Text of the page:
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UK - London: Kensington Gardens -  Kensington Palace and Queen Victoria Memorial | by wallyg
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UK - London: Kensington Gardens - Kensington Palace and Queen Victoria Memorial

Outside Kensington Palace stands a statue of Queen Victoria sculpted by her daughter, Princess Louise, to celebrate 50 years of her mother's reign. Victoria was born in the apartments of the Duke and Duchess of Kent (now the North Drawing room) and christened in the Cupola Room in 1819.

 

Kensington Palace is a royal residence set in Kensington Gardens. It has been a residence of the British Royal Family since the 17th century. Today it is the official residence of Zara Phillips, the Duke and Duchess of Gloucester; the Duke and Duchess of Kent; and Prince and Princess Michael of Kent. It is often referred to as the Kensington House, rather than 'Palace.'

 

The original early 17th-century building was constructed in the village of Kensington as Nottingham House for the Earl of Nottingham. It was acquired from his heir, who was Secretary of State to William III in 1689 since the King wanted a residence near London but away from the smoky air of the capital because he was asthmatic. Kensington was at that time a village location outside London, but more accessible than Hampton Court. A private road was laid out from the Palace to Hyde Park Corner, broad enough for several carriages to travel abreast, part of which survives today as Rotten Row. The palace was extended by Sir Christopher Wren with pavilions attached to each corner. When Wren re-oriented the house to face west, he built north and south wings to flank the approach, made into a proper cour d'honneur, entered through an archway surmounted by a clock tower.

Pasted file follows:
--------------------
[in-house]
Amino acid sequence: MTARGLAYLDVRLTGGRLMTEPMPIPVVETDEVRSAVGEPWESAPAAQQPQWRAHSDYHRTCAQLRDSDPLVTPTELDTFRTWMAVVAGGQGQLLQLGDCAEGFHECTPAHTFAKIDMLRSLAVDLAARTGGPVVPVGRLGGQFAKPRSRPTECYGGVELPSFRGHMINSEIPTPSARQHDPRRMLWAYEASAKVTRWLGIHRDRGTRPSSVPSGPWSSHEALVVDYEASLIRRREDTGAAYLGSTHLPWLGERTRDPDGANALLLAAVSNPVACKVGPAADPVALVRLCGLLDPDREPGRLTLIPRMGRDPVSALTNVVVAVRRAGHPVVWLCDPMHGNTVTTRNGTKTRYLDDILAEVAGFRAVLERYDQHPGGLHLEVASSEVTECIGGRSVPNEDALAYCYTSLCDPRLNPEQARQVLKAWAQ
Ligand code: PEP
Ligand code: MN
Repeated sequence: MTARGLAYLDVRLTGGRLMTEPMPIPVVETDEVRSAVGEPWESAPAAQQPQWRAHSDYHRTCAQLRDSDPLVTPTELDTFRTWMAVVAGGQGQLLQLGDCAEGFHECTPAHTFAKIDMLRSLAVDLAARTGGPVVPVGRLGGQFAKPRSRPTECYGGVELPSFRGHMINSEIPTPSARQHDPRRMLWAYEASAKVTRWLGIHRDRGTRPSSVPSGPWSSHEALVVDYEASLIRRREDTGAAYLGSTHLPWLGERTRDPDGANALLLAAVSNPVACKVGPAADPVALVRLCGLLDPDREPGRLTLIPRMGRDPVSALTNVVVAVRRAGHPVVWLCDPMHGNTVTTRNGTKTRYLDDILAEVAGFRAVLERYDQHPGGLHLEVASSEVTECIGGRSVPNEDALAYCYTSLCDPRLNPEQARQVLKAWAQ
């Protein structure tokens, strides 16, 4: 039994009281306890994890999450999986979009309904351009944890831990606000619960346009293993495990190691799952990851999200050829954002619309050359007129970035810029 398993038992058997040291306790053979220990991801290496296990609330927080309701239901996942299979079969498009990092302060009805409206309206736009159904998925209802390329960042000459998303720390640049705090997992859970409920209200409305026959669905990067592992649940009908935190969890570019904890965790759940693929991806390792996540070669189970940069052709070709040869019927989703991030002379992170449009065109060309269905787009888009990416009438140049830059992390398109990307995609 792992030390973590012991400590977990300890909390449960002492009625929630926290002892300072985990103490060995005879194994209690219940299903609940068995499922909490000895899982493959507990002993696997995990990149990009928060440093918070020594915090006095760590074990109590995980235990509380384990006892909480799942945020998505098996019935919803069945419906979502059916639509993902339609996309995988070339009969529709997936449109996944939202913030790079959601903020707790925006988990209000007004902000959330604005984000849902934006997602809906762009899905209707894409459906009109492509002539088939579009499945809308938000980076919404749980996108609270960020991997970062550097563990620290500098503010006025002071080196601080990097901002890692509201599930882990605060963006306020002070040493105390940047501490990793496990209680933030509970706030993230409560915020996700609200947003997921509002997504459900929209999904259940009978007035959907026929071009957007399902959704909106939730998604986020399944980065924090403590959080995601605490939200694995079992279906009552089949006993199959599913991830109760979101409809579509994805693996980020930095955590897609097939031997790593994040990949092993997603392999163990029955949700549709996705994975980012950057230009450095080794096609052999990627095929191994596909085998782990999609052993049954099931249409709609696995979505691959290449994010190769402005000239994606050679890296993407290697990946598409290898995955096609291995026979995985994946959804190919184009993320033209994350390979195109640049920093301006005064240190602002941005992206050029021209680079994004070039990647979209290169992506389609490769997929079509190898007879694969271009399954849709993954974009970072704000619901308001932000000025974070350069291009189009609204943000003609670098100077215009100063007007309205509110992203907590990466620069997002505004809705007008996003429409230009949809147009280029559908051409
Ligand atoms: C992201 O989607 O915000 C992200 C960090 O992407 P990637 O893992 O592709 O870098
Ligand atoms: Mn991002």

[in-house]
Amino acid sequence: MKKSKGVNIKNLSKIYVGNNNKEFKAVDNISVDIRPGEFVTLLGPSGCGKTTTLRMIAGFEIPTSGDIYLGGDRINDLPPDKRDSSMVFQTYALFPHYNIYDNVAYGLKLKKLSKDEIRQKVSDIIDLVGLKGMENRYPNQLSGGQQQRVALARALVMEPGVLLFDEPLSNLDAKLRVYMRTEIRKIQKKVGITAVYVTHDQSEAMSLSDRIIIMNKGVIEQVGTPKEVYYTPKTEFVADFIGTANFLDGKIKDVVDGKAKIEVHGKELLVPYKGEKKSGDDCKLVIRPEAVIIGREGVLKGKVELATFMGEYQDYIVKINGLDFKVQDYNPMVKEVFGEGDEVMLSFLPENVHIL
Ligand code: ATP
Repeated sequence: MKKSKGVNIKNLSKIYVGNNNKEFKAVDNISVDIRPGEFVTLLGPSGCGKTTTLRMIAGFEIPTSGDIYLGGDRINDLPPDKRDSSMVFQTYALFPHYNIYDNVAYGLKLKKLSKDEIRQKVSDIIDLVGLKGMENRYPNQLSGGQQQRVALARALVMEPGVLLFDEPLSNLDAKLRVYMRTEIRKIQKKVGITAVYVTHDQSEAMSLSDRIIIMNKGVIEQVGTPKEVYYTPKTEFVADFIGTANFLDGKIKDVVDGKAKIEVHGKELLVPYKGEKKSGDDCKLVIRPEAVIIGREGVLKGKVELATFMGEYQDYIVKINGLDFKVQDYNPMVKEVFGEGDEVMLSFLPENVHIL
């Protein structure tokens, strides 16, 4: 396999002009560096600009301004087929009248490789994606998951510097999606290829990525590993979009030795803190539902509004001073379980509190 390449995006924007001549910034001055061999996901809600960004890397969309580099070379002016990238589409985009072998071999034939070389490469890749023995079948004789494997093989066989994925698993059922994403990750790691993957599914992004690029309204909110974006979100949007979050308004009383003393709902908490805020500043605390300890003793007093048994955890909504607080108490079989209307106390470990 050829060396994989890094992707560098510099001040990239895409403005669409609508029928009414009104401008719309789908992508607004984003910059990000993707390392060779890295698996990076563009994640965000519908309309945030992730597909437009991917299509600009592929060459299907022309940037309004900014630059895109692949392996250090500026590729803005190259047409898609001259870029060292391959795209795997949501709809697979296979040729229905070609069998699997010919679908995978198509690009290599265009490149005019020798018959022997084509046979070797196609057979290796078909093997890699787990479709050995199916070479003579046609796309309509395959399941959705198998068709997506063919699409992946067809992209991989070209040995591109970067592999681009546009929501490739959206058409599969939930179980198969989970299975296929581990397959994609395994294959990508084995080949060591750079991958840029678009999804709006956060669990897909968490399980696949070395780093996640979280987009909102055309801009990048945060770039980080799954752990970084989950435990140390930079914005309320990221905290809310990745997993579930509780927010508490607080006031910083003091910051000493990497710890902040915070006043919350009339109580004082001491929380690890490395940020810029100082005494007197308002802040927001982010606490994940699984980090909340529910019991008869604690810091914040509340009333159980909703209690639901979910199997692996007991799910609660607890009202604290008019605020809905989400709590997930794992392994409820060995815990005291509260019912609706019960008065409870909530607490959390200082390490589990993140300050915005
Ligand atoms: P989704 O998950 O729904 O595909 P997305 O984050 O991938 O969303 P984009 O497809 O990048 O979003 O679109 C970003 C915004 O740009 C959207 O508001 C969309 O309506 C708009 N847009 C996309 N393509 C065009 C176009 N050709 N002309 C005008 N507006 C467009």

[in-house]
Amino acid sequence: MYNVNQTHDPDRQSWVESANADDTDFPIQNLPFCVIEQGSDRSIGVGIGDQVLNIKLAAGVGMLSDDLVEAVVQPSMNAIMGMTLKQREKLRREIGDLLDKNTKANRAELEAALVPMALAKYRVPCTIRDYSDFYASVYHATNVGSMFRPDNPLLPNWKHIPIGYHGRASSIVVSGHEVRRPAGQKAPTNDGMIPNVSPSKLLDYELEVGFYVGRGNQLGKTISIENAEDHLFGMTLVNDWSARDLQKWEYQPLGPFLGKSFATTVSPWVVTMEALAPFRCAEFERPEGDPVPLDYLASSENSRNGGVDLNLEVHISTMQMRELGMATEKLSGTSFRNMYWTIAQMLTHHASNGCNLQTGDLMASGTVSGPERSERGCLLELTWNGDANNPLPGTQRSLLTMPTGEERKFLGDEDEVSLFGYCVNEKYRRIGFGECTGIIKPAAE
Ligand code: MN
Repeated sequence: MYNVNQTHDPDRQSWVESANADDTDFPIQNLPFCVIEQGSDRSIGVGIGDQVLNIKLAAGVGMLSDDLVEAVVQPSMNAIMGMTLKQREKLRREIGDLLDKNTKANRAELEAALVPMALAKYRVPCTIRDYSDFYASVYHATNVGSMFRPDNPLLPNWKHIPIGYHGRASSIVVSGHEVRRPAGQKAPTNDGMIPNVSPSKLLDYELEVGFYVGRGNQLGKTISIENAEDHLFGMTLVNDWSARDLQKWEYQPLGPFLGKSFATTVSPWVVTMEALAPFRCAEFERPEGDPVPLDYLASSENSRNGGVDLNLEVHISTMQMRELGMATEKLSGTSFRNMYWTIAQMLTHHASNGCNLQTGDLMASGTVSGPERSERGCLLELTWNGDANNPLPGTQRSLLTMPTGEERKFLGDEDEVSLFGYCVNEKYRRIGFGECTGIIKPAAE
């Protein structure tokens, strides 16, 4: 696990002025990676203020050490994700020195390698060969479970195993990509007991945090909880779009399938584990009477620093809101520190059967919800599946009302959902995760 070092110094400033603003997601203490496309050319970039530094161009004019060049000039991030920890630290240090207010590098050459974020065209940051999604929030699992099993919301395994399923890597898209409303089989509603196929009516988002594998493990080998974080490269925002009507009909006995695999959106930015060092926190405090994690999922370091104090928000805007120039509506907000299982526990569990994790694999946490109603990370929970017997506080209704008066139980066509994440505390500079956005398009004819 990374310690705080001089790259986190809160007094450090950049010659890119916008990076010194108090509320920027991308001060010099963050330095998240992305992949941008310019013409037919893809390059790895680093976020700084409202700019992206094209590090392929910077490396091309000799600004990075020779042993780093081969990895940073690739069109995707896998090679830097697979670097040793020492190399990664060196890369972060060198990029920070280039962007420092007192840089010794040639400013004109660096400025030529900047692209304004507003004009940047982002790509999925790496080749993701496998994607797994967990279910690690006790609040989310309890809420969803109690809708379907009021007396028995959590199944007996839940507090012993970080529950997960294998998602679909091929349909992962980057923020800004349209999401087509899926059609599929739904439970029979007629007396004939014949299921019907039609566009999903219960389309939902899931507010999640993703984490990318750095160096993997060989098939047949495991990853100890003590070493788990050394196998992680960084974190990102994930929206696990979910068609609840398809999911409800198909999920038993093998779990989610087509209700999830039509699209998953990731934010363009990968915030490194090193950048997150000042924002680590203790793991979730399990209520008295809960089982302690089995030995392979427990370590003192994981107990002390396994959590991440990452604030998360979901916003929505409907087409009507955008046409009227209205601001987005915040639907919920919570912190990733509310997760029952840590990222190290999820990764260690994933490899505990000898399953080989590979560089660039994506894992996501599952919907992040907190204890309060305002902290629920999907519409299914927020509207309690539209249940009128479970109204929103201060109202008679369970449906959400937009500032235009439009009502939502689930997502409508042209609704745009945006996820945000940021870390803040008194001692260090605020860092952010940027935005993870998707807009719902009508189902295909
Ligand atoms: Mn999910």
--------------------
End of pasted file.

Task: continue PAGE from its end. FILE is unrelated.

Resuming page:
For seventy years Kensington Palace was the favored residence of British monarchs. Queen Mary died of smallpox in Kensington Palace in 1694. In 1702 William suffered a fall from a horse at Hampton Court and was brought to Kensington Palace, where he died shortly thereafter. After William III's death the palace became the residence of Queen Anne. Sir John Vanbrugh designed the Orangery for her in 1704 and a magnificent Baroque parterre 30 acre (121,000 m²) garden was laid out by Henry Wise. George I spent lavishly on new royal apartments from 1718. William Kent painted a staircase and some ceilings. In 1722 he designed the Cupola Room, the principal state room, with feigned coffering in its high coved ceiling. The last reigning monarch to use Kensington Palace was George II. For his consort, Charles Bridgeman swept away the outmoded parterres and redesigned Kensington Gardens in a form that is still recognizable today: his are The Sepentine, the Basin and the Grand Walk. After George II's death there in the palace in 1760, Kensington Palace was only used for more minor royalty, including the young daughter of the Duke of Kent who was living in the palace with her widowed mother when she was told of her accession to the throne as Queen Victoria. Queen Mary (grandmother of the Queen Elizbaeth) was born at Kensington Palace in 1867.

 

In 1981 apartments 8 and 9 were combined to create the London residence of the newly married Prince and Princess of Wales, Charles and Diana, and it remained the official residence of Diana after her divorce and until her death in 1997. Her sons, Prince William and Prince Harry, went to local nursery and pre-preparatory schools in Notting Hill, which is a short drive away.

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Taken on November 9, 2006